By Genna Reed, Union of Concerned Scientists
Ever think about reproducibility in science? Turns out you’re not alone! The National Academies of Science (NAS) just spent a year and a half studying the status quo and have released some important findings. An NAS committee released a report this week that EPA Administrator Andrew Wheeler, Department of Interior Secretary David Bernhardt and OMB Acting Director Russell Vought should really read, titled Reproducibility and Replicability in Science. The group of experts was charged with answering questions about reproducibility and replicability, mandated by the 2017 American Innovation and Competitiveness Act. There are two key takeaways that are incredibly important for federal agency heads to understand as they are issuing sweeping policies that include language about these scientific concepts under the guise of transparency.
Reproducibility and replicability are important but not the be-all end-all of good science
The NAS committee was charged with defining reproducibility and replicability across scientific fields. Reproducibility is obtaining consistent results using the same input data, computational steps, methods, and code, and conditions of analysis. Replicability is obtaining consistent results across studies aimed at answering the same scientific question, each of which has obtained its own data. While the report acknowledges that reproducible and replicable studies help to generate reliable knowledge, it also is very clear throughout that these standards can be features of a scientifically rigorous study, but are not necessarily essential. The committee writes, “A predominant focus on the replicability of individual studies is an inefficient way to assure the reliability of scientific knowledge. Rather, reviews of cumulative evidence on a subject, to assess both the overall effect size and generalizability, is often a more useful way to gain confidence in the state of scientific knowledge.” There are many reasons why a study might not be able to be reproduced or replicated, not the least of which to protect the privacy, trade secrets, intellectual property and other confidentiality concerns associated with the underlying data. Challenges also arise when studying environmental hazards. We must use observational data for studies of air and water pollution and it is often not possible or ethical to recreate the conditions under which people were exposed to a contaminant.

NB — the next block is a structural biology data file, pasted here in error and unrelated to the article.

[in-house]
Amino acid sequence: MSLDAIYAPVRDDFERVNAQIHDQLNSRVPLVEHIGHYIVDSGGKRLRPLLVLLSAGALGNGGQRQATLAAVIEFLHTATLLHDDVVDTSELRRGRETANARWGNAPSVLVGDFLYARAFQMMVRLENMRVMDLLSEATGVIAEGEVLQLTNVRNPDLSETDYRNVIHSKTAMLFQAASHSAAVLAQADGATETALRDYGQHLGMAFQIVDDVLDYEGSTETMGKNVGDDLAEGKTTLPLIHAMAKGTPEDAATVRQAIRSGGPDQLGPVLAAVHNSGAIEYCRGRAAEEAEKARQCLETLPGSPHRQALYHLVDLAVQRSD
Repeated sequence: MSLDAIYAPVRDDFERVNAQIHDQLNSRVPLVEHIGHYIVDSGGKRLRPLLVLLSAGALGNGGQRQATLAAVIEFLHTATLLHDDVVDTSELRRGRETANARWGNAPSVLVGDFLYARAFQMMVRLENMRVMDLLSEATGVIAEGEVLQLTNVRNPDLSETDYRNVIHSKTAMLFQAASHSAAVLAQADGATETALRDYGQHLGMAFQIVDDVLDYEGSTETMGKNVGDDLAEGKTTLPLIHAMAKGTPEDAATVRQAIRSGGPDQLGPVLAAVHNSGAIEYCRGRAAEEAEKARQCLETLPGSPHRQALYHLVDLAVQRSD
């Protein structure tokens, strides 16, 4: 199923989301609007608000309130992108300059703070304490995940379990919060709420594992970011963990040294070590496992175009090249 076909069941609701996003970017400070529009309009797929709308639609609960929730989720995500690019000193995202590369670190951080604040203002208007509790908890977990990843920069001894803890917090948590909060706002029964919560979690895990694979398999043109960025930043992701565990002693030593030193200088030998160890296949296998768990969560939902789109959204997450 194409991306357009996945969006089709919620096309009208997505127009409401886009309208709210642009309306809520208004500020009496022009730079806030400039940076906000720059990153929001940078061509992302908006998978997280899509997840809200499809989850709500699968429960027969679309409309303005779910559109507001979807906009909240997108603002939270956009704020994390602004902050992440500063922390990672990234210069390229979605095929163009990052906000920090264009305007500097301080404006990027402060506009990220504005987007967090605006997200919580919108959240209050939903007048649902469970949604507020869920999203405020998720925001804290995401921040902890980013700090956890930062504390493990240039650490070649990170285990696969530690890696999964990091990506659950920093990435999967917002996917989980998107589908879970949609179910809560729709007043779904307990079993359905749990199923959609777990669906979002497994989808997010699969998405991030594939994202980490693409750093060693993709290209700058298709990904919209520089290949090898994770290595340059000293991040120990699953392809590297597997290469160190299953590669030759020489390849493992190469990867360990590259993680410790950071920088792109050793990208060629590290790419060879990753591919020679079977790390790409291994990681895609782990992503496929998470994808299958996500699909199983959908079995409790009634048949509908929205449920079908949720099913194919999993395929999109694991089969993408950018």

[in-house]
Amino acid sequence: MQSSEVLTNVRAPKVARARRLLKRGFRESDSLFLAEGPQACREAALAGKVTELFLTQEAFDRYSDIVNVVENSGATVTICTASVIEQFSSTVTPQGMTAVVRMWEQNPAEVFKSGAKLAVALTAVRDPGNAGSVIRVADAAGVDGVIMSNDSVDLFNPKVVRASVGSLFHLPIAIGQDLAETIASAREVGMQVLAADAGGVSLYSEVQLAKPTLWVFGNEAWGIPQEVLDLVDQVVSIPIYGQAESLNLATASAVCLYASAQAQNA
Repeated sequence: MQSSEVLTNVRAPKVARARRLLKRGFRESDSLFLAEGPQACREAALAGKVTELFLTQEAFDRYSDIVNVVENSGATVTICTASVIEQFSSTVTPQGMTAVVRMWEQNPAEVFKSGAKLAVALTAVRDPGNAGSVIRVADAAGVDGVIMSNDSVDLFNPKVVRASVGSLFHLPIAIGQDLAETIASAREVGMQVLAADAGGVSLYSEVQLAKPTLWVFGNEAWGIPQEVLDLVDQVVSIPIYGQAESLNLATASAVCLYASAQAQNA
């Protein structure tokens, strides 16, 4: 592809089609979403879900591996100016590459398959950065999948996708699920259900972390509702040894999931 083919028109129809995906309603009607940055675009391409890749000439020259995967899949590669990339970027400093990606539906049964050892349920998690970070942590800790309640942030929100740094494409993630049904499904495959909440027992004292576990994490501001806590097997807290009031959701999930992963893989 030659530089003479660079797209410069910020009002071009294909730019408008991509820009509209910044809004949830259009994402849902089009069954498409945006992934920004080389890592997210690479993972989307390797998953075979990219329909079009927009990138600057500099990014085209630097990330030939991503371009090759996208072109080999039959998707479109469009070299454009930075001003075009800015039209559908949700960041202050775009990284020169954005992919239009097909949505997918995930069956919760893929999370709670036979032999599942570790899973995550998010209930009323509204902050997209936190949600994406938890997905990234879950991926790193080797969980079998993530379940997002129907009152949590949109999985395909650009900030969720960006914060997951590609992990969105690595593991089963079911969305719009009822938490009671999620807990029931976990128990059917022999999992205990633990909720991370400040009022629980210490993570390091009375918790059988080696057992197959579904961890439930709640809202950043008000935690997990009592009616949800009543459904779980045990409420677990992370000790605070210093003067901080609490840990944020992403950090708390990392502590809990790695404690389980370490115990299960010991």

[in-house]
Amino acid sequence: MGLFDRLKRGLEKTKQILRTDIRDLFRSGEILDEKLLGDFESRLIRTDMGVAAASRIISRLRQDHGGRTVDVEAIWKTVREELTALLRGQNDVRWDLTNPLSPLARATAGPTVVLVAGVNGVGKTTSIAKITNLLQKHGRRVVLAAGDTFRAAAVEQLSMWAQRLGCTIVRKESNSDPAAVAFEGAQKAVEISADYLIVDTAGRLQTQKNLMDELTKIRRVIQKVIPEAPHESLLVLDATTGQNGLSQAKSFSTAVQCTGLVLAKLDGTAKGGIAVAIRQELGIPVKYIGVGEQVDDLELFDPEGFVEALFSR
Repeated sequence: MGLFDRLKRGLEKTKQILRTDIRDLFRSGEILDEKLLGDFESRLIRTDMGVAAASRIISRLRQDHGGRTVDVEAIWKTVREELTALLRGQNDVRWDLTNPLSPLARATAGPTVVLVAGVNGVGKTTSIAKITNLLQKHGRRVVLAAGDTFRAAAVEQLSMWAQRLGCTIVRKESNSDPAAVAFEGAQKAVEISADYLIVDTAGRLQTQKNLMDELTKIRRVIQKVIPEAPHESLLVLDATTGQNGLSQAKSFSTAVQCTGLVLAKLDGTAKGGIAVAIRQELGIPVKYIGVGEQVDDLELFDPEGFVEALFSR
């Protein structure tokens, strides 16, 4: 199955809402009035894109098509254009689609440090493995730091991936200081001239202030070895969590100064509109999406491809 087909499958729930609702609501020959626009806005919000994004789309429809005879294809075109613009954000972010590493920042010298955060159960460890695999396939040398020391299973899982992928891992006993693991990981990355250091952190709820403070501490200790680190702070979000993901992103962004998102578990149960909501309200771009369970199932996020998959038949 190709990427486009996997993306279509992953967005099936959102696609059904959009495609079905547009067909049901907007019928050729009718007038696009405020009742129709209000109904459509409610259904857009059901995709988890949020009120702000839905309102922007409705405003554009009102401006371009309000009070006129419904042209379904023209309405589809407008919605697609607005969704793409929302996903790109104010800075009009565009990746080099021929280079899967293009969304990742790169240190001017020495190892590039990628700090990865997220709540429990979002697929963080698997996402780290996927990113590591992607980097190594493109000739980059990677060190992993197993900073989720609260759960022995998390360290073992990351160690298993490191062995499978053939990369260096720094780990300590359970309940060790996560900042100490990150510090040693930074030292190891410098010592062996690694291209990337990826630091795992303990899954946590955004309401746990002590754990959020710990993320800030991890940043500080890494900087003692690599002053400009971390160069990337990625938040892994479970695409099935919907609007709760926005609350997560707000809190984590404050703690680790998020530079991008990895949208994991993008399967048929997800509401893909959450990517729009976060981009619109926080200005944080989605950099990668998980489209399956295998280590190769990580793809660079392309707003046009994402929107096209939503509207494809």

As my colleague, Andrew Rosenberg, explained in a recent blog:
“Maybe we all learned that doing an experiment in a lab many times over can give you confidence in the results and that is the “scientific method.” Made sense in grade school. But lots and lots of critical scientific information and even analyses are not “reproducible” in this sense. Take, for example, the impact of a toxic pollutant on a local community. Should we release it again to see if it is really harmful? Or the study of a natural disaster? Should we wait for it to happen again to reproduce the results? The Environmental Data and Governance Initiative illustrated the many real-world examples of scientific studies that are neither feasible nor ethical to reproduce.”